Friday, July 19, 2013

Juror B37 and the Acquittal of George Zimmerman

As the bitter disappointment and initial anger subside after an all-female jury’s verdict in George Zimmerman’s trial for the murder of Trayvon Martin, provocative questions linger about their Not Guilty judgment.  It is, of course, appropriate to question not only whether the State Attorney’s Office, far more accustomed to convicting young black men rather than defending their rights, put their best effort forward in a case that was always going to be circumstantial but whether the entire judicial process failed to provide justice to the Martin family. 

Early on, Circuit Judge Debra Nelson handed the prosecution a critical blow when she ruled that ‘racial profiling’  could not be mentioned during the trial, limiting the State Attorney to only ‘profiling’ despite Zimmerman’s racially charged statements to the 911 operator.

Given juror B37’s unexpected timing and desire for public exposure with a lengthy public interviews with CNN’s Anderson Cooper as well as the refutation of her statements by four other jurors, it is also proper to consider her role in shaping the ultimate not guilty verdict.  Originally expressing surprise at the national demonstrations of outrage protesting the unfairness of the verdict and public cynicism at the failure of the judicial system, B37 stepped forward to make a multitude of stunning admissions. With considerable public attention focused on her, juror B37 announced a deal with a literary agent contacted on a Sunday afternoon to write a memoir with her attorney-husband about the trial.   Then, just as quickly, announced the next day that she would not be pursuing a literary career, perhaps with the forewarning that some of her juror peers were coming forward to dispute, in general terms, her version of events.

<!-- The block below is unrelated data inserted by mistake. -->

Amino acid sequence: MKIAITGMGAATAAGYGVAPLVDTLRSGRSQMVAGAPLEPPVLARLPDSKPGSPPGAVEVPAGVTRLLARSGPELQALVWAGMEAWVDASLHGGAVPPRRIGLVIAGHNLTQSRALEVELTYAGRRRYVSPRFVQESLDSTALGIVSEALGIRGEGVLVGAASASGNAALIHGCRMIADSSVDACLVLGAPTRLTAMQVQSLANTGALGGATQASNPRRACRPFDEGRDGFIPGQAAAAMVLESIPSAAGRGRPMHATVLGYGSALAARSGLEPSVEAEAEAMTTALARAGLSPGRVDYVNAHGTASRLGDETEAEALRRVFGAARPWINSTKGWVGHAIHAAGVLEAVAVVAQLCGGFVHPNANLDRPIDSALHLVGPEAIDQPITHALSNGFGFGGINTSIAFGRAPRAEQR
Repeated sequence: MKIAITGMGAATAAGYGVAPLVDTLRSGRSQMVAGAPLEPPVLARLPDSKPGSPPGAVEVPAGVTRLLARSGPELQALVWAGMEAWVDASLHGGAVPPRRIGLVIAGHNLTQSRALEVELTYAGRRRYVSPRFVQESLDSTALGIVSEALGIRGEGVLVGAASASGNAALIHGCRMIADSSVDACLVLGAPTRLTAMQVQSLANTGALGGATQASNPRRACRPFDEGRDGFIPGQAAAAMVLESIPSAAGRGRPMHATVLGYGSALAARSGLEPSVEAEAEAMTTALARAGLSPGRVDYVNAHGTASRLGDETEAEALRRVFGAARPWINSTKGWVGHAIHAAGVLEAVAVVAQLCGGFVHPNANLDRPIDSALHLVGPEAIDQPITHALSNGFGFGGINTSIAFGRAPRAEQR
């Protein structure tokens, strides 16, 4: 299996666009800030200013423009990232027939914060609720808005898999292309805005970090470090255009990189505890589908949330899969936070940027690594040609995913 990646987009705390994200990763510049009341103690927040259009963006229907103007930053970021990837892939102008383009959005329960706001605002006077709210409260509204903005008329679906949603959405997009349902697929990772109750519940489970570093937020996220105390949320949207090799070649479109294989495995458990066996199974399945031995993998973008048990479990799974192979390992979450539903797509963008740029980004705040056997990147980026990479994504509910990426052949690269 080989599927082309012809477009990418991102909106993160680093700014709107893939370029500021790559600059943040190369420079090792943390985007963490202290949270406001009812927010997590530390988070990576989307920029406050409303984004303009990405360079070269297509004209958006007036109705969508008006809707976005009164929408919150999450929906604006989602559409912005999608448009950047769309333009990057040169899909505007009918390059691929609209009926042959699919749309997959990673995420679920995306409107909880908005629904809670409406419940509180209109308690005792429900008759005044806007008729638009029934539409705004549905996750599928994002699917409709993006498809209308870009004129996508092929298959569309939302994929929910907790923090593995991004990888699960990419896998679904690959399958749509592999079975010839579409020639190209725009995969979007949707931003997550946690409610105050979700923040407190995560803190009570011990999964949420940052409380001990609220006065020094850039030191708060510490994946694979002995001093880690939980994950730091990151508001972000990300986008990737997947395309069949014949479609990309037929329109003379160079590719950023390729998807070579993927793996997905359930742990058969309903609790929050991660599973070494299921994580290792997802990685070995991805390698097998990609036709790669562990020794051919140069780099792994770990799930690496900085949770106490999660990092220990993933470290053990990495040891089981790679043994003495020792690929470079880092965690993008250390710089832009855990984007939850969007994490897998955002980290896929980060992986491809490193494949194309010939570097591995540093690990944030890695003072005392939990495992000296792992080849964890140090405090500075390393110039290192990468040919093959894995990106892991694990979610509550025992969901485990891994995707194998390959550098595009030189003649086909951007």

One of six jurors, there is a reasonable question as to how the prosecution passed on B37 to allow her to be seated when most professional jury  selection consultants would have quickly raised red flags  not just regarding  her enigmatic responses but also displaying a less than open and inquiring mind.   See voir dire video here.  For instance, it could be argued that a distinct political bias existed as B37 repeated three times during voir dire that Sanford experienced ‘rioting’ which never occurred.   In a considerable stretch of credulity, she stated that she never, not once, not to her attorney husband or her two adult daughters (one of whom lives at home) expressed any opinion or discussed any of the events that were occurring in the community at the time and that no family member ever expressed an opinion to her.   Based on B37’s recent CNN interview, her earlier  commitment to both defense attorney Mark O’Mara and assistant state attorney Bernie de la Rionda during voir dire that she had not formed an opinion in the case, had not been influenced or had any predisposition either way is now in serious doubt. 
 If, in fact, B37 was as uninformed as she claimed, where did she get the idea that rioting had occurred? 
 While she  was encouraging the prosecution and defense to believe that she was a totally disinterested  citizen  who would be an unbiased juror and stressed her availability to be sequestered, we now know  that  B37 emerged during her Cooper interviews  speaking authoritatively about the legal implications of Florida’s Stand Your Ground law and was considerably more opinionated than she had been during voir dire; thus, now unencumbered by the need for neutrality to parrot virtually every “theory of defense’ element used by Zimmerman’s attorneys.